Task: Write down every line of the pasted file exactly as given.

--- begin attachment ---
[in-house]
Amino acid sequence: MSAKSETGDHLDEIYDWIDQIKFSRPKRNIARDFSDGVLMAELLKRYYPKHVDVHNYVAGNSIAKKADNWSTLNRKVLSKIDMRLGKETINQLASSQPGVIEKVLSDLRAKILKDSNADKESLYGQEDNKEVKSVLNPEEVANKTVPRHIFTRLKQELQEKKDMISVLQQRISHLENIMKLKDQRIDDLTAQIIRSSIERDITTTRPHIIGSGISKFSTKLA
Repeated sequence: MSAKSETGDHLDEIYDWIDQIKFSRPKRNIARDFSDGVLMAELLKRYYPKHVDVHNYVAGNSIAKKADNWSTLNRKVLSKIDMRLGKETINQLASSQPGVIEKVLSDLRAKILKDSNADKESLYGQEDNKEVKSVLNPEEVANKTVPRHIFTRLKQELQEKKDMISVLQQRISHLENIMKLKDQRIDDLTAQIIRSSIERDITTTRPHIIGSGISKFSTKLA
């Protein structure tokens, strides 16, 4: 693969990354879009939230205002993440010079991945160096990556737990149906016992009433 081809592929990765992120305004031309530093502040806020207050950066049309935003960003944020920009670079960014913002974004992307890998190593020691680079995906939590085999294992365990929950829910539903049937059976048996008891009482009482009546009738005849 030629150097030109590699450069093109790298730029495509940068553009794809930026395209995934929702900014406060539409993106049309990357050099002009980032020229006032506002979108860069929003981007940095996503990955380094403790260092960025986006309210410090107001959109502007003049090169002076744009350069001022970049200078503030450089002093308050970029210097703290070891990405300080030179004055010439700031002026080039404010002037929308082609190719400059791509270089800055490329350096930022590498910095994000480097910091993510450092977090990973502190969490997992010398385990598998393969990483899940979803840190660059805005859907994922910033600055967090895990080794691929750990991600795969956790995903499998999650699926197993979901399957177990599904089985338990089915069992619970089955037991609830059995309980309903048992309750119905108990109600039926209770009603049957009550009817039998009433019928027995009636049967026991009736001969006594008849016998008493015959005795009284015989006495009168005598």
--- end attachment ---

[in-house]
Amino acid sequence: MSAKSETGDHLDEIYDWIDQIKFSRPKRNIARDFSDGVLMAELLKRYYPKHVDVHNYVAGNSIAKKADNWSTLNRKVLSKIDMRLGKETINQLASSQPGVIEKVLSDLRAKILKDSNADKESLYGQEDNKEVKSVLNPEEVANKTVPRHIFTRLKQELQEKKDMISVLQQRISHLENIMKLKDQRIDDLTAQIIRSSIERDITTTRPHIIGSGISKFSTKLA
Repeated sequence: MSAKSETGDHLDEIYDWIDQIKFSRPKRNIARDFSDGVLMAELLKRYYPKHVDVHNYVAGNSIAKKADNWSTLNRKVLSKIDMRLGKETINQLASSQPGVIEKVLSDLRAKILKDSNADKESLYGQEDNKEVKSVLNPEEVANKTVPRHIFTRLKQELQEKKDMISVLQQRISHLENIMKLKDQRIDDLTAQIIRSSIERDITTTRPHIIGSGISKFSTKLA
């Protein structure tokens, strides 16, 4: 693969990354879009939230205002993440010079991945160096990556737990149906016992009433 081809592929990765992120305004031309530093502040806020207050950066049309935003960003944020920009670079960014913002974004992307890998190593020691680079995906939590085999294992365990929950829910539903049937059976048996008891009482009482009546009738005849 030629150097030109590699450069093109790298730029495509940068553009794809930026395209995934929702900014406060539409993106049309990357050099002009980032020229006032506002979108860069929003981007940095996503990955380094403790260092960025986006309210410090107001959109502007003049090169002076744009350069001022970049200078503030450089002093308050970029210097703290070891990405300080030179004055010439700031002026080039404010002037929308082609190719400059791509270089800055490329350096930022590498910095994000480097910091993510450092977090990973502190969490997992010398385990598998393969990483899940979803840190660059805005859907994922910033600055967090895990080794691929750990991600795969956790995903499998999650699926197993979901399957177990599904089985338990089915069992619970089955037991609830059995309980309903048992309750119905108990109600039926209770009603049957009550009817039998009433019928027995009636049967026991009736001969006594008849016998008493015959005795009284015989006495009168005598």